Waqf condemns mayor’s visit to Temple Mount

Islamic body in charge of compound accuses Nir Barkat of conducting a ‘characteristic’ publicity stunt

Juersalem Mayor Nir Barkat at the Temple Mount on Tuesday, October 28, 2014. (courtesy: Mayor's office)
Juersalem Mayor Nir Barkat at the Temple Mount on Tuesday, October 28, 2014. (courtesy: Mayor's office)

The Islamic Waqf body, which administers the Temple Mount, on Tuesday condemned Jerusalem Mayor Nir Barkat’s visit to the site earlier in the day, charging that it had not been coordinated.

The visit was “merely for publicity and its political nature is characteristic of [Barkat],” Azzam al-Khatib, head of the Waqf, told AFP.

In a statement, the Al-Aqsa Foundation condemned what it described as the “storming” of the compound by Barkat.

“This does not give any legitimacy to considering al-Aqsa part of the jurisdiction of the Jerusalem municipality, and does not erase the eternal Islamic character of the mosque,” said the foundation, an offshoot of a radical branch of Israel’s Islamic Movement religious advocacy group.

Barkat’s office declined to comment on the statement by the Waqf, but in a statement shortly after he visited the Temple Mount, Barkat said he made the trip in order to “assess the current situation and gain a deeper understanding of the issues and challenges at the site.”

Just a day earlier, Palestinian Authority Prime Minister Rami Hamdallah toured the Temple Mount compound, after coordinating the visit with Israeli authorities, and proclaimed that “there will not be a Palestinian state without East Jerusalem as its capital.”

The compound, holy to both Jews and Muslims, is the historical site of the Jewish Temples and currently houses the al-Aqsa Mosque.

Non-Muslim visits are permitted and regulated by police, while Jews are allowed to visit but not to pray there, for fear it could trigger major disturbances.

Barkat and Hamdallah’s visits came as tensions around the site have flared, with Palestinians claiming that Israelis intend to change the status quo and allow Jewish prayer at the holy site.

Clashes have broken out between police and Palestinian rioters regularly over the past several months during visits by Jews to the site, and officials have at times banned Muslim males under the age of 50 or 60 from the site.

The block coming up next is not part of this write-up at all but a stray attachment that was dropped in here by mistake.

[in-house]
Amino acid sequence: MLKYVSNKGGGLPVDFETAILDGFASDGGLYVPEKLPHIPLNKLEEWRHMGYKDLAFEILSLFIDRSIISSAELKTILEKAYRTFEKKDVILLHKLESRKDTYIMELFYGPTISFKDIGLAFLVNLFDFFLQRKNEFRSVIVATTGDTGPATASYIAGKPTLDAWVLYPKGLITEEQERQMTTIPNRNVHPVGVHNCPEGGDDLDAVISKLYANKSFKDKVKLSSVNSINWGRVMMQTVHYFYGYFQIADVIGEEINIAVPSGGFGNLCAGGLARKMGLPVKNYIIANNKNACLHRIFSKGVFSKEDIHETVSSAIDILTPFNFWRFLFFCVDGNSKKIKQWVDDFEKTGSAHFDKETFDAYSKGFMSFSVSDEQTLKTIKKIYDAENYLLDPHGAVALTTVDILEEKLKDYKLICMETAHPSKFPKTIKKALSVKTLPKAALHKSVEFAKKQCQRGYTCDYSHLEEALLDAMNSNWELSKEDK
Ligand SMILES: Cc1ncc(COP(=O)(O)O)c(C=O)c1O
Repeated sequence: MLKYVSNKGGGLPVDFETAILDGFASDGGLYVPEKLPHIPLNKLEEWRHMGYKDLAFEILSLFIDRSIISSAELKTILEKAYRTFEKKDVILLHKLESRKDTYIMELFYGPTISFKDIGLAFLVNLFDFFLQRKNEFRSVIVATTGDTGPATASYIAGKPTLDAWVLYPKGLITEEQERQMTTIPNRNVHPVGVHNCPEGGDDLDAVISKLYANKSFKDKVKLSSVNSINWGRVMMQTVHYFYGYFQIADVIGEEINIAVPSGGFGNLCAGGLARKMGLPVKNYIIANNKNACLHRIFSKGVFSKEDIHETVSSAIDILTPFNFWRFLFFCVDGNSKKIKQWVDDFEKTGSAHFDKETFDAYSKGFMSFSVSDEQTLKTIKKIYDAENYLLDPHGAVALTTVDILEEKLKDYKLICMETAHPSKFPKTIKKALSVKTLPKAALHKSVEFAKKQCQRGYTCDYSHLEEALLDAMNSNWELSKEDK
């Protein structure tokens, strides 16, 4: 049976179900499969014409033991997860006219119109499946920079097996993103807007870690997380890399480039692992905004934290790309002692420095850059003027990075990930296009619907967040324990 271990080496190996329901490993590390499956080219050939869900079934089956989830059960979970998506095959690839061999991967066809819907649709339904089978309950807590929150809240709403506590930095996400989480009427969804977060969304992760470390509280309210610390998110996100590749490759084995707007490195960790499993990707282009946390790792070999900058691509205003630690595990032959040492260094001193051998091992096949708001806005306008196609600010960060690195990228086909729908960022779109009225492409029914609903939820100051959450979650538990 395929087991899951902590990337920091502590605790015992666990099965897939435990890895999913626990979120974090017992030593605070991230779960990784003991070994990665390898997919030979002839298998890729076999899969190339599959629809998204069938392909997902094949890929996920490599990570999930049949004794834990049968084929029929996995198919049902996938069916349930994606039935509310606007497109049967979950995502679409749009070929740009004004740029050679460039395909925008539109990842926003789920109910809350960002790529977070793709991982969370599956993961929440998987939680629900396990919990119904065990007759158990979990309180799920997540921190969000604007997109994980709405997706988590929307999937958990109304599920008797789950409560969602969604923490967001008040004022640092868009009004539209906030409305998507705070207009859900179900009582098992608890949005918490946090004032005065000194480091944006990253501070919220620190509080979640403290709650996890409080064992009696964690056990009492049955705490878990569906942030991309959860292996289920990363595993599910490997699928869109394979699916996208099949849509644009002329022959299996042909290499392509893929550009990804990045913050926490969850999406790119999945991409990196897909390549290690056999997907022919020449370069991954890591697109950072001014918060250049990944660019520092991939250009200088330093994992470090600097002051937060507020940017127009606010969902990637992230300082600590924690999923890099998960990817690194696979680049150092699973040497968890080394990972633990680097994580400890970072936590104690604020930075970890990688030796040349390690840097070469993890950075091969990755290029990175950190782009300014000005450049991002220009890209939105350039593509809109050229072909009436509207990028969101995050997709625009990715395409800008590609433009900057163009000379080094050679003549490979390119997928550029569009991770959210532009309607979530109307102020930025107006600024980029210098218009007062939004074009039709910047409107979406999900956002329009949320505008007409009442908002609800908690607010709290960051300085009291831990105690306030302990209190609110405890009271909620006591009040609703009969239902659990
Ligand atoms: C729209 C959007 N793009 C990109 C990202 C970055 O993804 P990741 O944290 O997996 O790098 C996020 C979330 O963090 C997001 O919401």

Palestinian Authority and Hamas officials have accused Israel of trying to Judaize the site, with Abbas denouncing “incursions by extremist settlers” and joining Hamas in calling for Palestinians to defend it.

On Monday, Jordanian Foreign Minister Nasser Judeh held talks with his counterparts in the US, the UN and Europe to pressure Israel to stop its “violations” on the Temple Mount, according to the Petra news agency. Jordan considers itself a custodian of the holy site.

Prime Minister Benjamin Netanyahu alleged on Sunday that rising tensions between Muslim worshipers and Israeli security forces were the fault of “the Palestinian Authority, [President] Mahmoud Abbas, Hamas and personnel from Islamic organizations.” Netanyahu said Monday there were no plans to change the status quo on the mount.

The city has been experiencing near-daily protests and incidents of violence throughout East Jerusalem, including a terror attack last Wednesday in which a Palestinian man plowed his car into a crowd of people near a light rail stop, killing two people including a three-month-old girl.

On Friday, security forces killed a Palestinian teen in the West Bank over the weekend after he allegedly attempted to hurl a Molotov cocktail at traffic on Highway 60, sparking more riots.

Tensions have been high since June, when three Israeli teenagers were kidnapped and killed by Palestinian terrorists in the West Bank. Jewish extremists retaliated by kidnapping and killing a Palestinian teenager in East Jerusalem. The kidnappings set off a series of events that led to the 50-day Gaza conflict, Operation Protective Edge.

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